4.3.3.4. Genetic diversity measures and reconstruction of queen genotypes

The drone genotypes are obtained either directly, by genotyping drones caught in a DCA, or indirectly, by inferring their genotype from the worker offspring of a single queen.

  1. Construct tables with the genotypes of all drones for each sample set (see Tables 13 and 14).
    Note: Queen genotypes inferred from worker genotypes are given in parenthesis. Drone genotypes inferred from workers and queens are highlighted in bold.
  2. When using unlinked markers, rearrange the tables by grouping all individuals sharing allelic combinations in three or more loci to facilitate the identification and counting of their colonies of origin. The more loci the individuals share, the higher the probability they share a mother queen (see section 4.3.3.5. on non-detection errors below). When using linked markers (Shaibi et al., 2008), first group all individuals sharing the same allelic combination at all loci within each linkage group. The haplotypes found in each linkage group are equivalent to individual alleles.
  3. Exclude individuals that showed two or less successfully amplified loci, or that could not be assigned to a specific haplotype in at least one linkage group (because of low polymorphism or misamplifications at some loci).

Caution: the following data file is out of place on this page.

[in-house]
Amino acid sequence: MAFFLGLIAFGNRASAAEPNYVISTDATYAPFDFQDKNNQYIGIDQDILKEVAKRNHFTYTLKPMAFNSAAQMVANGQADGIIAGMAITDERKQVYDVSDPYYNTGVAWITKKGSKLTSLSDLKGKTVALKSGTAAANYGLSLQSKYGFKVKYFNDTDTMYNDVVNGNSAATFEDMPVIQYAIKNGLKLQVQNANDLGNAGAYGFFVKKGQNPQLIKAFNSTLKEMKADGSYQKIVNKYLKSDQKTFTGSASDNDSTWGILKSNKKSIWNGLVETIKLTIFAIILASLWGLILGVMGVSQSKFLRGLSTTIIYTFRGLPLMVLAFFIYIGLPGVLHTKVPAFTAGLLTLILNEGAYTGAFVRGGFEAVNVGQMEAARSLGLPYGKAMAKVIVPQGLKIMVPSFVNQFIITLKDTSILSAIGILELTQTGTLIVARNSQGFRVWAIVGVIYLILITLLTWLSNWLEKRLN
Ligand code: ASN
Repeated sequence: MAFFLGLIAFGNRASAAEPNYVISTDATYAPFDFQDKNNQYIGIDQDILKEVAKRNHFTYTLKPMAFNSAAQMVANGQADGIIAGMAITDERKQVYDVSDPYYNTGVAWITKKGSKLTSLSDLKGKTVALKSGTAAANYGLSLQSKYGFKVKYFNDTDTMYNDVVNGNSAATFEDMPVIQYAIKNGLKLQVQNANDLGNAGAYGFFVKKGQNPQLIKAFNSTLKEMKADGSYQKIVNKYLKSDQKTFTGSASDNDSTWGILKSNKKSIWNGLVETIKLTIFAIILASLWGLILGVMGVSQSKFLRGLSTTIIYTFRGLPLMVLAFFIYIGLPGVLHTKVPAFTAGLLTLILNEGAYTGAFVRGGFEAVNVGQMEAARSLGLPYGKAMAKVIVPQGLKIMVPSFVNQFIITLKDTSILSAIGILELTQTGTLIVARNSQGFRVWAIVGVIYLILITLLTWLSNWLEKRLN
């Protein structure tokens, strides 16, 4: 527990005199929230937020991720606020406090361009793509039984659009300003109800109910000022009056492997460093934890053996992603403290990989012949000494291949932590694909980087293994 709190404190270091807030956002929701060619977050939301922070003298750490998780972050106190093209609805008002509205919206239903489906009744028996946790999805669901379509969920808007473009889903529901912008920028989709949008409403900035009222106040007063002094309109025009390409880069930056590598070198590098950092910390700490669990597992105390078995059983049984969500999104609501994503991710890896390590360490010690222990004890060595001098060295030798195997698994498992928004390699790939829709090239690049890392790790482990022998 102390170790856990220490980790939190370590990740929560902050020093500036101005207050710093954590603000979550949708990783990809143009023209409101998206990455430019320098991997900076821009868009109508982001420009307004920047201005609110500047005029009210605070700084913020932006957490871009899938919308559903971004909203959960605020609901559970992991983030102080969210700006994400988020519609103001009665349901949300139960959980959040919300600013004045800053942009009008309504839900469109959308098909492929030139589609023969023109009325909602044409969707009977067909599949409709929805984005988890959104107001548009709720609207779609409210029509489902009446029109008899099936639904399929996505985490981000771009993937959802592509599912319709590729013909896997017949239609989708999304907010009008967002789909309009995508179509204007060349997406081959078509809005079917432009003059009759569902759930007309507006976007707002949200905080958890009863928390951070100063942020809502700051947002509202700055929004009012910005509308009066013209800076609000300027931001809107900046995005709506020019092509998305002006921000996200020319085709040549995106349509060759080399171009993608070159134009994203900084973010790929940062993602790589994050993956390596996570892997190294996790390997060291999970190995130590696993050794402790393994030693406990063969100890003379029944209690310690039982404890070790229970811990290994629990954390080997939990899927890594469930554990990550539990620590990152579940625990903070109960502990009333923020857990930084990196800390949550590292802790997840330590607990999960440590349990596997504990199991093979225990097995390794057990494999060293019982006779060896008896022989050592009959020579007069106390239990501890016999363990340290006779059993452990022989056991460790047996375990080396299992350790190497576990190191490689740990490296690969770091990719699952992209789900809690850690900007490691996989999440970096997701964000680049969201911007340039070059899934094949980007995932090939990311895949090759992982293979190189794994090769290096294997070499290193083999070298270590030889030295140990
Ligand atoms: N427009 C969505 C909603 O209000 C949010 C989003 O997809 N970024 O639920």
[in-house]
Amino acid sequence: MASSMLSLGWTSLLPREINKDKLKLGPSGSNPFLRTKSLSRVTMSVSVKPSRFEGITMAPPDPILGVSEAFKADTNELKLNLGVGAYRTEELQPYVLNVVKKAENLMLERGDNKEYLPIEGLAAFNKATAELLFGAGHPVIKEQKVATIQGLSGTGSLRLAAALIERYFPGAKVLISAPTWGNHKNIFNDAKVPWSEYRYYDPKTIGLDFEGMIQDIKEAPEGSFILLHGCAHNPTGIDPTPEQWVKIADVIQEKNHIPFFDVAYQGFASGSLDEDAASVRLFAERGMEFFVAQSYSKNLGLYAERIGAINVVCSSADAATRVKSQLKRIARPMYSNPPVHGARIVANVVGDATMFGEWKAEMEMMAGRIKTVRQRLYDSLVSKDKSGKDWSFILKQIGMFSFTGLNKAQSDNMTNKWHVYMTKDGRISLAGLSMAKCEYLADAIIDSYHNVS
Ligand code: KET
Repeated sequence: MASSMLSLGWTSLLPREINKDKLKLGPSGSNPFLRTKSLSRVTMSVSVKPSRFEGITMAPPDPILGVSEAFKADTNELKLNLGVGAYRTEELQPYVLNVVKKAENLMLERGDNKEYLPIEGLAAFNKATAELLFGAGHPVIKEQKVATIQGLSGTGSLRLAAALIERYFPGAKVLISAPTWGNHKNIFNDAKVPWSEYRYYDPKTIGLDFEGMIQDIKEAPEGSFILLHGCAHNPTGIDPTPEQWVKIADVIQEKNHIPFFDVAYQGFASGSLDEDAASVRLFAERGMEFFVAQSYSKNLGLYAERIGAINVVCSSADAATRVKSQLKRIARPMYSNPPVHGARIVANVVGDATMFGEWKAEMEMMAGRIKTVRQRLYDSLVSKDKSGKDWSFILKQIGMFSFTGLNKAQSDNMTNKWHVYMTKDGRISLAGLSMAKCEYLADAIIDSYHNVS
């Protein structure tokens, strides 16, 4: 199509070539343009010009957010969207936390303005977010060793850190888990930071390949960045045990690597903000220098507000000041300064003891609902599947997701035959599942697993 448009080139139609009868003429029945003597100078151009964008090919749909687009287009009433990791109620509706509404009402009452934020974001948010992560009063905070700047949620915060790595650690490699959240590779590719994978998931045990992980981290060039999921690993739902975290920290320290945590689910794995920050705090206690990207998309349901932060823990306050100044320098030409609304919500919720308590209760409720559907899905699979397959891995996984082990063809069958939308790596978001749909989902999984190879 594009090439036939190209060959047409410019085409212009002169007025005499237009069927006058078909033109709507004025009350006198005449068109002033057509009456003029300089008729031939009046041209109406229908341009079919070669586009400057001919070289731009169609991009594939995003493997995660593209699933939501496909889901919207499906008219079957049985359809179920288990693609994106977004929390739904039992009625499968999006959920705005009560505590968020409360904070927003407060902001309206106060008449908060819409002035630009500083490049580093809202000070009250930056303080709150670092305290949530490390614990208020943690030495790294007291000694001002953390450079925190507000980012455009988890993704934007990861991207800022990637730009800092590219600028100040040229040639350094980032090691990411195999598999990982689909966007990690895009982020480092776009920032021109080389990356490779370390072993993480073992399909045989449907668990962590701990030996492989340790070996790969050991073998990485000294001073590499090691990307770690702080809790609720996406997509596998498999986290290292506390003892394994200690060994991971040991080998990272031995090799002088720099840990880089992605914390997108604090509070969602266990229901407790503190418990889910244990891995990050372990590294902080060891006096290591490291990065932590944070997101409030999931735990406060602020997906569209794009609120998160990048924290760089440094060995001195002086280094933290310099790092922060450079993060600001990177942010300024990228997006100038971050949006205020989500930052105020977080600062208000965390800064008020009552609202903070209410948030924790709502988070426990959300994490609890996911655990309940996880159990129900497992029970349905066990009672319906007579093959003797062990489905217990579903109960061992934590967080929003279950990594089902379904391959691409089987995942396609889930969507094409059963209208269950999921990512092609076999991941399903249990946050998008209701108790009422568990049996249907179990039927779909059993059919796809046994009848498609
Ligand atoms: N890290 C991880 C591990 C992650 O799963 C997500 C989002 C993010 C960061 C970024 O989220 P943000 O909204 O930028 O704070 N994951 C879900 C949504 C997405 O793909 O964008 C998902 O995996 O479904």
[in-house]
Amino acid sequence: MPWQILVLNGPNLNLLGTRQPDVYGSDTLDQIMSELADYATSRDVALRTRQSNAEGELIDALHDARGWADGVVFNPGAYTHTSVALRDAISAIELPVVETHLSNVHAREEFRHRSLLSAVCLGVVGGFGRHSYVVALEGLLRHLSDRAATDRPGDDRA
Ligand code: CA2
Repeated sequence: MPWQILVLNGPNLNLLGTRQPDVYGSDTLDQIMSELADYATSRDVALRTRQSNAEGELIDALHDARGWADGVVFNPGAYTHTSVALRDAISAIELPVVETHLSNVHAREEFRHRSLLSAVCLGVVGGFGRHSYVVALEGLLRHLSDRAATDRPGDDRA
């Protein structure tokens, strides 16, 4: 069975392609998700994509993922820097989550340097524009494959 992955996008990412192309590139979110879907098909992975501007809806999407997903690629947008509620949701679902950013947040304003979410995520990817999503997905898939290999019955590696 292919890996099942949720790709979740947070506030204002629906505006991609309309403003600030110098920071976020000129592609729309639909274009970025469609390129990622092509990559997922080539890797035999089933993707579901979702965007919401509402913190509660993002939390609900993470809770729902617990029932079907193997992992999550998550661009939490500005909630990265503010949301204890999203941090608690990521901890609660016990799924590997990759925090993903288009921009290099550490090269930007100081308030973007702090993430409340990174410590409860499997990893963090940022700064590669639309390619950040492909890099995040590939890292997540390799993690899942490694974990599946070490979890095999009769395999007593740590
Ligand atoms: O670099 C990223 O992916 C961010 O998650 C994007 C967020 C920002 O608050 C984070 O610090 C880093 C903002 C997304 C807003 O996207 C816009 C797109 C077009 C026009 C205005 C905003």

4. Introduce the alleles/haplotypes into a sibship reconstruction software (e.g. COLONY, Wang, 2004) to reconstruct the genotype of individual drone-producing queens.

 

Table 13. Genotypes obtained from genotyping drones.

Drone ID

Locus 1

Locus 2

Locus 3

1

a

c

a

2

a

b

b

3

b

a

c


Table 14.
Genotypes inferred from genotyping workers of a single queen.

Worker ID

Locus 1

(b/b)

Locus 2

(a/b)

Locus 3

(c/c)

1

a/b

c/a

a/c

2

a/b

b/a

b/c

3

b/b

a/b

c/c

 

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